Bullies on the gay internet don’t represent everyone, but lately, I’ve been coming across quite a few cutesy infographics on social media with condescending little quips like “When you tell me non-monogamy sounds hard, what I hear is that you need to work on yourself.” Ew. First of all, stop telling people to “fix” themselves. Second of all, there’s this presumption that if something isn’t working, it’s your fault for not trying hard enough. It’s the same tired old “pull yourself up by your bootstraps” advice, totally disregarding other factors like differing contexts and abilities.
Research shows that there are temperament and personality differences between people who are and aren’t satisfied with polyamory. Traits of temperament, hypothesized as biological, or at least, really really hard to change, can be a huge factor in whether polyamory works for you. For people with certain traits, it’s well within their range to “work on” jealousy, risk, and trust. For others, it’s completely different. It’s sort of like how introverts can force themselves to be more social but ultimately can’t change that their brain and nervous system are wired to thrive on less stimulation, and extroverts can’t change that they are wired to thrive on more stimulation. We can experiment with our habits and actions while honoring our individual dispositions and limits.
But insinuating that everyone is equally capable of adjusting their feelings is like suggesting that everyone is equally capable of physical tasks. This “toxic positivity” masks the meaningful variation in personality, temperament, attachment style, and ability.
Meghan says, “Being monogamous doesn’t make me less queer, and for neurodiverse people, it’s a reliability issue. My autistic ass doesn’t need more social confusion around sex.”
Is polyamory more evolved?
Some argue that polyamory is more evolved because you’re managing your emotions of jealousy and insecurity. Some argue that monogamy is more evolved because you’re managing your emotions of attraction and boredom. I argue that this is all very interesting but is the wrong question. We can decide what suits each of us without playing into the superiority complex that society has set up around relationships.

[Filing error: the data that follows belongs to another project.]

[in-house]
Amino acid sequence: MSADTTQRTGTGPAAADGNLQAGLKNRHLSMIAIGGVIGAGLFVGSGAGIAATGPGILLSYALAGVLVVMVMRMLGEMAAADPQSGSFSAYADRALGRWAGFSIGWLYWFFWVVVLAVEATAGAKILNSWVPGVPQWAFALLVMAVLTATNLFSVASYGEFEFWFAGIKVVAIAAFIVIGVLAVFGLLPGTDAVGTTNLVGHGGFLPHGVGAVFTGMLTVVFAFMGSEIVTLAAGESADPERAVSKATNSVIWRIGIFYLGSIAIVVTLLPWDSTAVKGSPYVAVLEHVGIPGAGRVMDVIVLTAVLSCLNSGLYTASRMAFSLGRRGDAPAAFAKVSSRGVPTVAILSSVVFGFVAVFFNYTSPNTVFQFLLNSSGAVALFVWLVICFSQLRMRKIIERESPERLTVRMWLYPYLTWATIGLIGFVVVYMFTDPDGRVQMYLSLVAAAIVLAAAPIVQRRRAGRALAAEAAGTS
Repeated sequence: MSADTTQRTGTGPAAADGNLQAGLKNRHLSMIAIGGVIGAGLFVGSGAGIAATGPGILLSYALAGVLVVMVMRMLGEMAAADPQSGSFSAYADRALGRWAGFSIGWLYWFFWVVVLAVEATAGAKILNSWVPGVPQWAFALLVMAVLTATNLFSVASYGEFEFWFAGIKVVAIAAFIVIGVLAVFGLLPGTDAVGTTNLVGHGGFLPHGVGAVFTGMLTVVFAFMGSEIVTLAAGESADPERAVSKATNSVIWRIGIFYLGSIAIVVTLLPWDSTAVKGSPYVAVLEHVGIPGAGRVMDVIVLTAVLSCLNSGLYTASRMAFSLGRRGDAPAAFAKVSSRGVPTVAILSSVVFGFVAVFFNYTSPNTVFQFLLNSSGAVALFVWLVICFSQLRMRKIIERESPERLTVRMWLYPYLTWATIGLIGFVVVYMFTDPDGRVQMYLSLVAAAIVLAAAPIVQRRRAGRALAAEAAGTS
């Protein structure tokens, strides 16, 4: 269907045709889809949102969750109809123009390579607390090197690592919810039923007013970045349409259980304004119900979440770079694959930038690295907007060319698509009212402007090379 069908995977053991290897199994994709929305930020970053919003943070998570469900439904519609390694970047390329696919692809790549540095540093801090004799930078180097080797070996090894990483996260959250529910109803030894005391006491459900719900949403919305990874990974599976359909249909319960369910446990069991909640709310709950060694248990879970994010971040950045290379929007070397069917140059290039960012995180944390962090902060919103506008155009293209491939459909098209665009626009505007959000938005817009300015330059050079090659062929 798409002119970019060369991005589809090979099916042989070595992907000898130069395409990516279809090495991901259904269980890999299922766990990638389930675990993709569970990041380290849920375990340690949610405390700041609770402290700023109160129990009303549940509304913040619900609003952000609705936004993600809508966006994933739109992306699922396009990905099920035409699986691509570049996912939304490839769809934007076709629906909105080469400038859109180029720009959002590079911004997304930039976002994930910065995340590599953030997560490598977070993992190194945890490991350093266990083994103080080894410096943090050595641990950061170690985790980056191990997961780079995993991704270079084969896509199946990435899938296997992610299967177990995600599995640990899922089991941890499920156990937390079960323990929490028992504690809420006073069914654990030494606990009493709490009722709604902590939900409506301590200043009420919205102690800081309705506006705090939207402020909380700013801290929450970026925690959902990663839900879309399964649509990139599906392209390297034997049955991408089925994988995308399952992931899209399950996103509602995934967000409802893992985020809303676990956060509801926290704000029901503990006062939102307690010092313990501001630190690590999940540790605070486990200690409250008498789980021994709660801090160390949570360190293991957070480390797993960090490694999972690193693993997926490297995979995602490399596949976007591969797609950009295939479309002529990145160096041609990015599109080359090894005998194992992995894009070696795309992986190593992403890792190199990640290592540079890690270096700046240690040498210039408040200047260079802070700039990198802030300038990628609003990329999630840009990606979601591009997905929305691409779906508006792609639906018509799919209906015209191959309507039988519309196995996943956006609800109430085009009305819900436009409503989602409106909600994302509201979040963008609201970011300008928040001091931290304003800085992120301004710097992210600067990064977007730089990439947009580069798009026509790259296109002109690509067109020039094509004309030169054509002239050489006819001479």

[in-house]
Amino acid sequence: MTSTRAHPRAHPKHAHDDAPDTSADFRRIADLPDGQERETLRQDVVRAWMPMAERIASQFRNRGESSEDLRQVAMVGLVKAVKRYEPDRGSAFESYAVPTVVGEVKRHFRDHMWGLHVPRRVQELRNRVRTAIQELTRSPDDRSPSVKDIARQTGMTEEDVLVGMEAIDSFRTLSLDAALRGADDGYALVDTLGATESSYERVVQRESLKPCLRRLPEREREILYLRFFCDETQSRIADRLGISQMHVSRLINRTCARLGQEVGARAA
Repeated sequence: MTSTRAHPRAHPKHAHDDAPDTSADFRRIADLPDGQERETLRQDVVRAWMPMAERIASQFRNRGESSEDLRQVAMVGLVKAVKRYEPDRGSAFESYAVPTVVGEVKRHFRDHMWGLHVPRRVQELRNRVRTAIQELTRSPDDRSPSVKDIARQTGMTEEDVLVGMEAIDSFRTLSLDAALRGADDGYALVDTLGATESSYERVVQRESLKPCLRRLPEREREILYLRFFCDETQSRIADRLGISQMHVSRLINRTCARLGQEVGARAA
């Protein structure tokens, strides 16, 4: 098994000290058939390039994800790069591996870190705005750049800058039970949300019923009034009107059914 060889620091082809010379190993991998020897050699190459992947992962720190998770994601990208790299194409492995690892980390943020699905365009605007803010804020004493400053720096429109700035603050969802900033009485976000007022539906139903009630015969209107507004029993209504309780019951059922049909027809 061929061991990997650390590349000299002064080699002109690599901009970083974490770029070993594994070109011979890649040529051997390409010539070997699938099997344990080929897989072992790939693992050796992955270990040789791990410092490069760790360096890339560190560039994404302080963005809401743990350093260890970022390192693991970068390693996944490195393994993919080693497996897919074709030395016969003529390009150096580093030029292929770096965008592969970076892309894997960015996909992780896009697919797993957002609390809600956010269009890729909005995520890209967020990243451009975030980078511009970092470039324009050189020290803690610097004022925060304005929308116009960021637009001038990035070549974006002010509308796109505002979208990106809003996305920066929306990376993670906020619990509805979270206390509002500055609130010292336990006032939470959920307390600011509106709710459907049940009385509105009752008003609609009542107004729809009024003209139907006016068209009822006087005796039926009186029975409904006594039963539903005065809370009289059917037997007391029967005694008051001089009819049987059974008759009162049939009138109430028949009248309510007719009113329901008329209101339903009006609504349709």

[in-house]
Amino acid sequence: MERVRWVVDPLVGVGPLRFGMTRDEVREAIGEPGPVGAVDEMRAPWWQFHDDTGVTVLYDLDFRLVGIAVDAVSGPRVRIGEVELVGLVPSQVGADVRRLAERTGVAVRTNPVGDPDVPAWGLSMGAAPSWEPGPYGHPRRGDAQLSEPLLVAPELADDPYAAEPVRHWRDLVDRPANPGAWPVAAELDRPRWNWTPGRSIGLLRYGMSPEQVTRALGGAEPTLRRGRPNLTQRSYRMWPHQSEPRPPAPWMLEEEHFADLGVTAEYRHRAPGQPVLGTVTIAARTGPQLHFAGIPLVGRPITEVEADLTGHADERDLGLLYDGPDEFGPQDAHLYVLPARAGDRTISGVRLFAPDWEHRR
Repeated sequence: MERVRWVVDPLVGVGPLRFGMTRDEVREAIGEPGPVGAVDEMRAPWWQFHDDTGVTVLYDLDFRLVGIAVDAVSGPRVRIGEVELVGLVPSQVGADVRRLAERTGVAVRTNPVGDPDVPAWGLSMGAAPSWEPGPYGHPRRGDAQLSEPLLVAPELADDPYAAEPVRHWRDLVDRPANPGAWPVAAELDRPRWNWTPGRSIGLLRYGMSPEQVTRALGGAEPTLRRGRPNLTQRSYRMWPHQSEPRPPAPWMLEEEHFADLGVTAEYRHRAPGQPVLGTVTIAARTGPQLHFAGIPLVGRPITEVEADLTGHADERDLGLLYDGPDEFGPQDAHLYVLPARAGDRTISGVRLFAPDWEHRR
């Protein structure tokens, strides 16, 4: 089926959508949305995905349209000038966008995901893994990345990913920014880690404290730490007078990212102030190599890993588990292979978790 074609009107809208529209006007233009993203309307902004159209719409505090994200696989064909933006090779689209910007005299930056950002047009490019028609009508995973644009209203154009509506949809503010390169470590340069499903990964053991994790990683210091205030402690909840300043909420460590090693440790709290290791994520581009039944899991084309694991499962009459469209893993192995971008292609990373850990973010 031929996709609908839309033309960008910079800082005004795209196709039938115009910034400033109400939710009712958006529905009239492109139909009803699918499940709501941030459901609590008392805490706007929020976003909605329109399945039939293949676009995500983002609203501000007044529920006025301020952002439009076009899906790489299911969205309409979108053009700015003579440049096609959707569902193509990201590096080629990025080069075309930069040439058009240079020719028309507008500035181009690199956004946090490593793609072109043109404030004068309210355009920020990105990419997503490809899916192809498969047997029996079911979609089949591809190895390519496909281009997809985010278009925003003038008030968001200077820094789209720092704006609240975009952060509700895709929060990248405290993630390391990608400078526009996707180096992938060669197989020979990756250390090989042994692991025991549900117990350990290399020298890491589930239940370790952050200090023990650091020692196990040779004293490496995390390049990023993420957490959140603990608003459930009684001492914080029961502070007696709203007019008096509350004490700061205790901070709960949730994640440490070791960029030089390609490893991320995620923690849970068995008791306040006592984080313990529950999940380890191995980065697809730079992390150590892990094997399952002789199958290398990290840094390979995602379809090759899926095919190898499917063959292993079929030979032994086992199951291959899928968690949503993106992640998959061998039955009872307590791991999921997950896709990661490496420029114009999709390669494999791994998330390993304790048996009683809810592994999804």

In “Against Compulsory (Non)Monogamy,” poly expert Elisabeth A. Sheff, Ph.D. argues that the goal should be respect for many relationship styles, not just trading out compulsory monogamy for compulsory non-monogamy. “There is also a snarky tone in some poly folks and communities that look down on monogamous people for being too small, jealous, grasping, and un-evolved to be able to handle consensual non-monogamy,” she observes.
Haylee says, “I really dislike the perspective that polyamory is more ‘evolved’ or ‘natural’ — it’s just another way of doing things which happens to work better for a lot of us. Sure, it has been generally dismissed, belittled, and ostracized culturally, but it doesn’t mean everyone should adapt if it doesn’t meet their personal needs.”
What about non-romantic friendship?
Our society has placed so much emphasis on romantic partner(s), it’s as if we only share our ideal home, adventures, and daily lives with them. But who says that space is reserved for romantic partners only? Why not friends?
Mara, who describes herself as practicing as non-hierarchical polyamory as possible, points out that even the way we think about friendship versus romantic relationships has been made into a hierarchy, but really doesn’t need to be:
“Something I’ve learned from polyamory, too, is just how many different kinds of relationships we can have in terms of not just how we think about romantic partners but also how we think about the importance of our friendships and not having the hierarchy of, like, your romantic partners have to take priority over your friendships.”
It’s so important to not let friendship be forgotten in the focus on romantic relationship styles. After all, there’s no singular right answer for how to share your life, your time, and your home. Giving friendship more of a place in that can be a beautiful, revolutionary thing, too.
Ultimately, it is up to you to discover, describe, and define your relationship style.